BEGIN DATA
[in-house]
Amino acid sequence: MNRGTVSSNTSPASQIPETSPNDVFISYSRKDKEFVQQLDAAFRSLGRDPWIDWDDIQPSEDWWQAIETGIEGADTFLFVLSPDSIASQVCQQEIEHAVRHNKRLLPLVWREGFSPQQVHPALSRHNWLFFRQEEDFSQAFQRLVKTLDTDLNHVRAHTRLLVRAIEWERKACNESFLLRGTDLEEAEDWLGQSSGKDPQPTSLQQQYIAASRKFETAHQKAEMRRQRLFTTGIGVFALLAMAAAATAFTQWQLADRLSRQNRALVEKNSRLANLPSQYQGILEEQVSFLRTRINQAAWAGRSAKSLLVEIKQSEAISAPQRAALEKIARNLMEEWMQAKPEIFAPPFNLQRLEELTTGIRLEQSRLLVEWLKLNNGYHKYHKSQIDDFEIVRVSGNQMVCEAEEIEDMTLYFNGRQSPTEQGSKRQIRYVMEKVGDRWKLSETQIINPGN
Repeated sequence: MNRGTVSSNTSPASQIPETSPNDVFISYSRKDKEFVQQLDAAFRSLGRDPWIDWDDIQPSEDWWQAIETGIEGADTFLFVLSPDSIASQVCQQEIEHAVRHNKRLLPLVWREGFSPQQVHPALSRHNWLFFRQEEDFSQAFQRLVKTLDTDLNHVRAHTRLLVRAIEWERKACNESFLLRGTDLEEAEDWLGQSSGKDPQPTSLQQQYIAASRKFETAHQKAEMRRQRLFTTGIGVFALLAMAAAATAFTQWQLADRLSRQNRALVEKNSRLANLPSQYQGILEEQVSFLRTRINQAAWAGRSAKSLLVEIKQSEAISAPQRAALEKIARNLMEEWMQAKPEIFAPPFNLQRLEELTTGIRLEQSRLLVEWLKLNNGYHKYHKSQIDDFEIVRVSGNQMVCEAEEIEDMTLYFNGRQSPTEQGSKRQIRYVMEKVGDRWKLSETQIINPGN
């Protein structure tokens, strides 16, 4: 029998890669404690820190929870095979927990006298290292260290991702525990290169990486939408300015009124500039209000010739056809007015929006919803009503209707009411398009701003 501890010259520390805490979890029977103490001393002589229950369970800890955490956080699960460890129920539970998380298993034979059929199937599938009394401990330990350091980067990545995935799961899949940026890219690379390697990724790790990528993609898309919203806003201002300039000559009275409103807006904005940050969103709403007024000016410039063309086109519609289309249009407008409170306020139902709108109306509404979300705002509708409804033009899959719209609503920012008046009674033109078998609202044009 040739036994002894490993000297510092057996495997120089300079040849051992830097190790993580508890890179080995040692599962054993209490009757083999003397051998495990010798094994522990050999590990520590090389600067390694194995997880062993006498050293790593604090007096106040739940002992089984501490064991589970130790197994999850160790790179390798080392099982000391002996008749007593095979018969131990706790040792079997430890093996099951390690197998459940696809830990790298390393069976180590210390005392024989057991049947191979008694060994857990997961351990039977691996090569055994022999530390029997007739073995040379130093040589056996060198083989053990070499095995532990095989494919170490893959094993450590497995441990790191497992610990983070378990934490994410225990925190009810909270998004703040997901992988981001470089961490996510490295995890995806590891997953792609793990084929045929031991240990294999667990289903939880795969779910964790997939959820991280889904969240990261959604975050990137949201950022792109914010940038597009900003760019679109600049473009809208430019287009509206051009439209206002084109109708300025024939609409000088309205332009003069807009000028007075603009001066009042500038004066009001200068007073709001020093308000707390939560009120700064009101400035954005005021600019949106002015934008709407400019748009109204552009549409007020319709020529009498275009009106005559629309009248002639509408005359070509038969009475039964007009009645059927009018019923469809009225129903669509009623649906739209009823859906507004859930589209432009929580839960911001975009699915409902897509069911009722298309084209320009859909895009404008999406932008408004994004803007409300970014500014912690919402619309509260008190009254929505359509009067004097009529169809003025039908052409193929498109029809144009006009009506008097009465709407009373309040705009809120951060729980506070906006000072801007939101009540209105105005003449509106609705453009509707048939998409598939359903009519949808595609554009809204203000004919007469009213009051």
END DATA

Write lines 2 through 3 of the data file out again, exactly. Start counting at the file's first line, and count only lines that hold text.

Amino acid sequence: MNRGTVSSNTSPASQIPETSPNDVFISYSRKDKEFVQQLDAAFRSLGRDPWIDWDDIQPSEDWWQAIETGIEGADTFLFVLSPDSIASQVCQQEIEHAVRHNKRLLPLVWREGFSPQQVHPALSRHNWLFFRQEEDFSQAFQRLVKTLDTDLNHVRAHTRLLVRAIEWERKACNESFLLRGTDLEEAEDWLGQSSGKDPQPTSLQQQYIAASRKFETAHQKAEMRRQRLFTTGIGVFALLAMAAAATAFTQWQLADRLSRQNRALVEKNSRLANLPSQYQGILEEQVSFLRTRINQAAWAGRSAKSLLVEIKQSEAISAPQRAALEKIARNLMEEWMQAKPEIFAPPFNLQRLEELTTGIRLEQSRLLVEWLKLNNGYHKYHKSQIDDFEIVRVSGNQMVCEAEEIEDMTLYFNGRQSPTEQGSKRQIRYVMEKVGDRWKLSETQIINPGN
Repeated sequence: MNRGTVSSNTSPASQIPETSPNDVFISYSRKDKEFVQQLDAAFRSLGRDPWIDWDDIQPSEDWWQAIETGIEGADTFLFVLSPDSIASQVCQQEIEHAVRHNKRLLPLVWREGFSPQQVHPALSRHNWLFFRQEEDFSQAFQRLVKTLDTDLNHVRAHTRLLVRAIEWERKACNESFLLRGTDLEEAEDWLGQSSGKDPQPTSLQQQYIAASRKFETAHQKAEMRRQRLFTTGIGVFALLAMAAAATAFTQWQLADRLSRQNRALVEKNSRLANLPSQYQGILEEQVSFLRTRINQAAWAGRSAKSLLVEIKQSEAISAPQRAALEKIARNLMEEWMQAKPEIFAPPFNLQRLEELTTGIRLEQSRLLVEWLKLNNGYHKYHKSQIDDFEIVRVSGNQMVCEAEEIEDMTLYFNGRQSPTEQGSKRQIRYVMEKVGDRWKLSETQIINPGN